Life in a Dol house
2018 - Week 26
The kids are shriking
It's official, we are half way through the year, this is the 26th blog of 2018, only another 26 to go.... to 2019!
This week's blog is the first where there is only one version.
I started the blog as an email and over the past four years it has grown. Then as some readers told me they couldn't view the email, or couldn't view the embedded photographs, I started using the Shorthand programme online.
More recently I have also added the blog to Pinterest so each week the number of readers increases.
Because of changes to GMail, where the orientation of photographs was changed, I have now abandoned the email version and will concentrate on using just the on-line edition. The resolution of the images has been increased now as well.
As always, readers feedback is welcomed.
This will be a shorter edition this week too.
Work around my home has slowed as the heat has increased.
True, I've planted lettuce as a catch crop in the herb border, surrounded and protected from the garden snails by salt, but that apart, the week has been about keeping everything moist and alive.
I have harvested the first of my apples.
These are the experimental Cordon trees that I planted two years ago. This is the first year that I have allowed the blossom to form into fruit. They are now at about the maximum height I want them to be and next month I'll do some summer pruning to consolidate the shape of the trees. It is rather nice though, when you taste the first fruit. In this case the variety is a Božičnica.
There are eight varieties of apple in the orchard, and in a few weeks the first of the pear varieties will be ready as well.
The late cold spell we suffered killed most of the blossom on my plums trees. In past years I have picked plums and literally filled buckets.
This year, I have managed less that a couple of dozen individual plums - not even enough for a pie.
I've been helping a friend with his harvest this week for a couple of days.
He has fields of Curry Plant, Helichrysum italicum, and also Lavender.
It is the Helichrysum that is being harvested at the moment. There is an intense aroma of curry, given off by the leaves, as the flowers are cut.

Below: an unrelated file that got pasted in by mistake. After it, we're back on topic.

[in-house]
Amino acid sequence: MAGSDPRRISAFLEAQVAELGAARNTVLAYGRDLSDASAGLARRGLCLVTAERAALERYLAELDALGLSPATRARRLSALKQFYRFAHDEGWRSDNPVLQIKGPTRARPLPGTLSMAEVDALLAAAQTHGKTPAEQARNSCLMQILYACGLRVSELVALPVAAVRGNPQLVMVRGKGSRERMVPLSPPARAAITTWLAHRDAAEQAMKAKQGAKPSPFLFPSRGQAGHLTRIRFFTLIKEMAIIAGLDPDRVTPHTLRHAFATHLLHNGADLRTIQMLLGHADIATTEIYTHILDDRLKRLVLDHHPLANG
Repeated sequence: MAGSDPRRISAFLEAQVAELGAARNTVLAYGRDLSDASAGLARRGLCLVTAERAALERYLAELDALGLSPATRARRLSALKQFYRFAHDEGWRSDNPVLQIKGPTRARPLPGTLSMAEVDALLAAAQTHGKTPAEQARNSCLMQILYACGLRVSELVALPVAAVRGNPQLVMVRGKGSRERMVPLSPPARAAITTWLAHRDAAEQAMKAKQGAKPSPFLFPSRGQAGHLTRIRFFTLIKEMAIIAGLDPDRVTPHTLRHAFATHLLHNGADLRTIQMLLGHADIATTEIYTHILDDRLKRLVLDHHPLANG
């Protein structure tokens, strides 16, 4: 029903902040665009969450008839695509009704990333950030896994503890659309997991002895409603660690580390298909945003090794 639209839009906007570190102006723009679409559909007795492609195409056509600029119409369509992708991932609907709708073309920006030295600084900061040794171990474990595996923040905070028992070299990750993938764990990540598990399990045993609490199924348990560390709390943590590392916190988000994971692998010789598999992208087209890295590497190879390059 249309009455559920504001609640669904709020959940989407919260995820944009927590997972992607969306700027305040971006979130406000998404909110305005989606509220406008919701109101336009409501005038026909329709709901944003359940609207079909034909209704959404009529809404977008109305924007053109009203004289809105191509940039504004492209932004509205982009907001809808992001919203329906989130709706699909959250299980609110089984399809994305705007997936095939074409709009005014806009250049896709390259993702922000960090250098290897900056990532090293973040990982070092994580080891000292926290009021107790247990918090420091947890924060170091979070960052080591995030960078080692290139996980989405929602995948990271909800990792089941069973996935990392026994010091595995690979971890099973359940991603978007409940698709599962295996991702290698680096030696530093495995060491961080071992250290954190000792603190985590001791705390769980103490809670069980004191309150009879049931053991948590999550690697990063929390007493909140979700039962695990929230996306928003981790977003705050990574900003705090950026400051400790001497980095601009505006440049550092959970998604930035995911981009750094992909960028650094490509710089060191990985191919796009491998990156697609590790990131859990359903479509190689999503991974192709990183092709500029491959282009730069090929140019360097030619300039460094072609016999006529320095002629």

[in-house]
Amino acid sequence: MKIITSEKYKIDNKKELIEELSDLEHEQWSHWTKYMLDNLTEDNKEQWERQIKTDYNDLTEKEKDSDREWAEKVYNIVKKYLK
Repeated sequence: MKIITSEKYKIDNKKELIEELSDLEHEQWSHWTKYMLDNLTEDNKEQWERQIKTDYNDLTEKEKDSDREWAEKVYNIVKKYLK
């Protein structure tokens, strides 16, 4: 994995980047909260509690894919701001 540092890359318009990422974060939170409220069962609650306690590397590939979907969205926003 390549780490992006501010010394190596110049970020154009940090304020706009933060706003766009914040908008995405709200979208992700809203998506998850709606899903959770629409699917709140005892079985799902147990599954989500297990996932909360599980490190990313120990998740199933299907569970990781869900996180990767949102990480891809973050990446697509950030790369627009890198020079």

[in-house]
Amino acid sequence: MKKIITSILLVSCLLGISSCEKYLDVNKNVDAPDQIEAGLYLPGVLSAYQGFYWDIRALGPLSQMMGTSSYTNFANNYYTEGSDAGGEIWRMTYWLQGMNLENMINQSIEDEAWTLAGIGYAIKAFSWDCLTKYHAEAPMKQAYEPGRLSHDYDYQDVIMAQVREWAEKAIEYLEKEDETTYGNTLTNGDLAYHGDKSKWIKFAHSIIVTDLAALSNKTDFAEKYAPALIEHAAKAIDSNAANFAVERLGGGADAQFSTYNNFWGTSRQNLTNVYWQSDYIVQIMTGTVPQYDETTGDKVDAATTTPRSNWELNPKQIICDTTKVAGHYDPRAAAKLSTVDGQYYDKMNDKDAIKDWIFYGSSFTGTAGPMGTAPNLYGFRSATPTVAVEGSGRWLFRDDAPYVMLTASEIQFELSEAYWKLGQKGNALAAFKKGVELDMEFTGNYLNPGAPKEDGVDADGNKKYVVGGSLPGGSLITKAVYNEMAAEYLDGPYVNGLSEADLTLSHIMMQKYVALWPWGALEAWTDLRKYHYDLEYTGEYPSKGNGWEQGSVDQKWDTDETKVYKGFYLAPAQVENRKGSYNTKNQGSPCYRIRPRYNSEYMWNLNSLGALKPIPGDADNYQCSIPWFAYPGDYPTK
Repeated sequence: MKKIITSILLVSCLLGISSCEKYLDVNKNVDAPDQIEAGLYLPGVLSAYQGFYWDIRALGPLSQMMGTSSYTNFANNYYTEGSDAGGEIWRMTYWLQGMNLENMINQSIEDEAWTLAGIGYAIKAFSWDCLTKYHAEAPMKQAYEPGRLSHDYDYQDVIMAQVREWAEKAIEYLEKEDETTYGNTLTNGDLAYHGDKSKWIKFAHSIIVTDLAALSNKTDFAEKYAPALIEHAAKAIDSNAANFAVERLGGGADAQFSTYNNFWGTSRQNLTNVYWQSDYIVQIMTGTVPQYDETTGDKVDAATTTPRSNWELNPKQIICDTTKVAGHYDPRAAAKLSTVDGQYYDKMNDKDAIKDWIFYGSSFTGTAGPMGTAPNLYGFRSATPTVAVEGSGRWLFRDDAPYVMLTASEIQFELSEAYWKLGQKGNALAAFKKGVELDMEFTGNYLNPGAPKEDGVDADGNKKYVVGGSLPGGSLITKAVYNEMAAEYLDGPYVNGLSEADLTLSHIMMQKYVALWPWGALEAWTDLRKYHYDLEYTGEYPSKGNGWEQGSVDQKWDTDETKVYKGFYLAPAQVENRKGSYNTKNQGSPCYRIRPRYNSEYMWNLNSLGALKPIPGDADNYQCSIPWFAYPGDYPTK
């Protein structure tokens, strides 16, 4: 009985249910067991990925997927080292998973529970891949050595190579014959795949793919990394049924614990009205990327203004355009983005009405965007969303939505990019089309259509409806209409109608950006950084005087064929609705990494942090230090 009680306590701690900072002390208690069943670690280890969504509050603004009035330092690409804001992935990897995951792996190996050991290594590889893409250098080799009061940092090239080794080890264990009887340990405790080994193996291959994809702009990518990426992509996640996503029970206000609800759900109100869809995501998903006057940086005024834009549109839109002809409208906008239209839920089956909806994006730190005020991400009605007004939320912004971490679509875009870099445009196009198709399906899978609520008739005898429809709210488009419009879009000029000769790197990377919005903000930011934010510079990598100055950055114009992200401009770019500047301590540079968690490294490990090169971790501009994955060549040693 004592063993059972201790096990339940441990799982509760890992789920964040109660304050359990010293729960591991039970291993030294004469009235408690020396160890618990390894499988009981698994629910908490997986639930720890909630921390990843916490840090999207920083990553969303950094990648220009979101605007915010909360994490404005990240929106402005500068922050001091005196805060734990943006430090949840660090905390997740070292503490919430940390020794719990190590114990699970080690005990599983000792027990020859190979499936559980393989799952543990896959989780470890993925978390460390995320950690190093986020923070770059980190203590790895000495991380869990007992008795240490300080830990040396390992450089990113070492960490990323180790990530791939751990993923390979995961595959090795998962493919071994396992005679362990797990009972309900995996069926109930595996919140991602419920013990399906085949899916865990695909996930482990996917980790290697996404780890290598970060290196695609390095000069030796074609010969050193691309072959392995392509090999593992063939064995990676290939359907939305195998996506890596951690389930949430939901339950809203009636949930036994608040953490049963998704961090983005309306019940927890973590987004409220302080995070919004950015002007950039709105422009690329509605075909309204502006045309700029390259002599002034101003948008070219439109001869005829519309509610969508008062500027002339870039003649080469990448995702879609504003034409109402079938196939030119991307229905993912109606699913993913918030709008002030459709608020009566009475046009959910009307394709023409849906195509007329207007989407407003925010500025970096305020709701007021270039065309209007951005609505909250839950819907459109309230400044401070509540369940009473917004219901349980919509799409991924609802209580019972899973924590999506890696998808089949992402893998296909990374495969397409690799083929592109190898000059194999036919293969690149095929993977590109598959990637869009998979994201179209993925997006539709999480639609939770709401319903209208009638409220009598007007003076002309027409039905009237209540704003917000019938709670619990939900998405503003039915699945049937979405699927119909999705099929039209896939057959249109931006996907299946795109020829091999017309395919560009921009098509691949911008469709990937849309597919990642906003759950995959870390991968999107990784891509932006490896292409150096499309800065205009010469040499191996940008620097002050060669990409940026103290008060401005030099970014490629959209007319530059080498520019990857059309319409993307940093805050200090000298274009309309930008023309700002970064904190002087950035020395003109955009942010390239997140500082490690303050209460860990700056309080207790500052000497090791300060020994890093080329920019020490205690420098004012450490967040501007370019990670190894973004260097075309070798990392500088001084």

But the plant is grown for the very high quality oil it produces in the flower heads, that is used in the perfume industry.
While I've been in the fields, I've seen some spectacular insect life, like this large female Katydid.
There were a number of other Katydid species that I spotted too, as well as the usual crop of butterflies, moths and other insects.
It has been very noisy around home all week because of a lot of loud kids, clamouring to be fed.
The Shrikes have fledged. A few weeks ago my neighbour Steve found a Red Backed Shrike, Lanius collurio, nesting in a nearby Pomegranate tree.
The young have fledged and at any time three of them can be heard shrieking for food. They well deserve their name.
The youngsters perch anywhere convenient, on my wooden Arbour, in the outer branches of trees in the orchards, on the weather frames over the citrus trees and on the overhead power supply cables.
The parents dart back and forth with beaks full of insect prey, which the youngsters gobble down. As soon as the parents fly off, the calls start again.
They are another of our summer visitors, who will leave in the autumn to over winter in West Africa. Meanwhile from before dawn to dusk, these kids are demanding to be fed.
I have also been doing some metal fabrication this week too.
Metal really isn't my material. I'm much more comfortable working with wood and I also have a much better range of tools for wood to call on.
I need to make a frame for an electrical isolator switch, so the first step was a technical drawing on a CAD programme.
With a template printed, I then cut some mild steel sheeting to the right size.
After smoothing the sharp edges with emery cloth, I marked the location of the holes with a centre punch before drilling the fixing holes and the main hole for the switch spindle.
It was at that point that I discovered that my large diameter high speed steel drill bits are blunt.
So as the week has come to an end, I have been reading up on line about how to sharpen steel drill bits.
The only problem is that my bench grinder is in a box somewhere, and I am not sure where.
It has been a little too hot to use a round file to enlarge the hole from 10mm (my largest sharp drill bit size) to 14mm, so either next week I'll by a new bit - the easy option - or I'll go on a hunt for my bench grinder.
I just wish that I had my new workshop built, so all my tools would be in the right place when I need them!